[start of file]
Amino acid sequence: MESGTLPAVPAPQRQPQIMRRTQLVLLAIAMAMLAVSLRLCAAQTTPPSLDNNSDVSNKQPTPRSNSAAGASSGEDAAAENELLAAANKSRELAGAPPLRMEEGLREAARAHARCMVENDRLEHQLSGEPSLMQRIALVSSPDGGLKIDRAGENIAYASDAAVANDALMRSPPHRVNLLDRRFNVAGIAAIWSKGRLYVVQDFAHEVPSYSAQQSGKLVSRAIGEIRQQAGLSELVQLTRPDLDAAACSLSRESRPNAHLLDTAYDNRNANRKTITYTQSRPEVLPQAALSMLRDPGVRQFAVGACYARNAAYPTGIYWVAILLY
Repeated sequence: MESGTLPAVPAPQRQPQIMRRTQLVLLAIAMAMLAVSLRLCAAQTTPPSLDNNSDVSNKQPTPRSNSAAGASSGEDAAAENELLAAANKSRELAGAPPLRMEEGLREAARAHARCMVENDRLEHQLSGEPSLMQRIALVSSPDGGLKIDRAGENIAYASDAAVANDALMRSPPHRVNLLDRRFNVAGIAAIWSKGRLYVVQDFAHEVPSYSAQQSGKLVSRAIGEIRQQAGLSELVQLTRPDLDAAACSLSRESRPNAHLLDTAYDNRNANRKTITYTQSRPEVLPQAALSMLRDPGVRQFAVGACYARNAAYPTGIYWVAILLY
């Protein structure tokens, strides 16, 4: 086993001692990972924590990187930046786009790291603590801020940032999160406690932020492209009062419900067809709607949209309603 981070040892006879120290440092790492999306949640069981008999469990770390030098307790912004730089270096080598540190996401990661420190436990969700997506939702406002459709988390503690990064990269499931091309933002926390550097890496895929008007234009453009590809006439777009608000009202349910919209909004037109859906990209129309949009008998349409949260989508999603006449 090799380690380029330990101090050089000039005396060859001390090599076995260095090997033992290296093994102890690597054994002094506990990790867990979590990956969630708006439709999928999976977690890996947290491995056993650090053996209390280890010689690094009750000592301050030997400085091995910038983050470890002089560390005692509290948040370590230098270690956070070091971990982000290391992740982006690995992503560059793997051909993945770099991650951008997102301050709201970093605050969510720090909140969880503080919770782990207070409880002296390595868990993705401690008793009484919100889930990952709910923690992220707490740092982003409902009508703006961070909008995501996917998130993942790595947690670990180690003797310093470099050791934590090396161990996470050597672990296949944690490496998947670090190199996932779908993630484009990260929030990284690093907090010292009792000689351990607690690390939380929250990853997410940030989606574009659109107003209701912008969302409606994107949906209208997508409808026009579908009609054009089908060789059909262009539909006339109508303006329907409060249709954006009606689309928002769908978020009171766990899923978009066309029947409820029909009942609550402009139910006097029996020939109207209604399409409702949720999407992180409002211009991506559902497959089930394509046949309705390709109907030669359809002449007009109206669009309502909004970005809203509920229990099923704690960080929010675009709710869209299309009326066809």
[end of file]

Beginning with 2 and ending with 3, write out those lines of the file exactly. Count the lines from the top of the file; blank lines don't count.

Repeated sequence: MESGTLPAVPAPQRQPQIMRRTQLVLLAIAMAMLAVSLRLCAAQTTPPSLDNNSDVSNKQPTPRSNSAAGASSGEDAAAENELLAAANKSRELAGAPPLRMEEGLREAARAHARCMVENDRLEHQLSGEPSLMQRIALVSSPDGGLKIDRAGENIAYASDAAVANDALMRSPPHRVNLLDRRFNVAGIAAIWSKGRLYVVQDFAHEVPSYSAQQSGKLVSRAIGEIRQQAGLSELVQLTRPDLDAAACSLSRESRPNAHLLDTAYDNRNANRKTITYTQSRPEVLPQAALSMLRDPGVRQFAVGACYARNAAYPTGIYWVAILLY
């Protein structure tokens, strides 16, 4: 086993001692990972924590990187930046786009790291603590801020940032999160406690932020492209009062419900067809709607949209309603 981070040892006879120290440092790492999306949640069981008999469990770390030098307790912004730089270096080598540190996401990661420190436990969700997506939702406002459709988390503690990064990269499931091309933002926390550097890496895929008007234009453009590809006439777009608000009202349910919209909004037109859906990209129309949009008998349409949260989508999603006449 090799380690380029330990101090050089000039005396060859001390090599076995260095090997033992290296093994102890690597054994002094506990990790867990979590990956969630708006439709999928999976977690890996947290491995056993650090053996209390280890010689690094009750000592301050030997400085091995910038983050470890002089560390005692509290948040370590230098270690956070070091971990982000290391992740982006690995992503560059793997051909993945770099991650951008997102301050709201970093605050969510720090909140969880503080919770782990207070409880002296390595868990993705401690008793009484919100889930990952709910923690992220707490740092982003409902009508703006961070909008995501996917998130993942790595947690670990180690003797310093470099050791934590090396161990996470050597672990296949944690490496998947670090190199996932779908993630484009990260929030990284690093907090010292009792000689351990607690690390939380929250990853997410940030989606574009659109107003209701912008969302409606994107949906209208997508409808026009579908009609054009089908060789059909262009539909006339109508303006329907409060249709954006009606689309928002769908978020009171766990899923978009066309029947409820029909009942609550402009139910006097029996020939109207209604399409409702949720999407992180409002211009991506559902497959089930394509046949309705390709109907030669359809002449007009109206669009309502909004970005809203509920229990099923704690960080929010675009709710869209299309009326066809």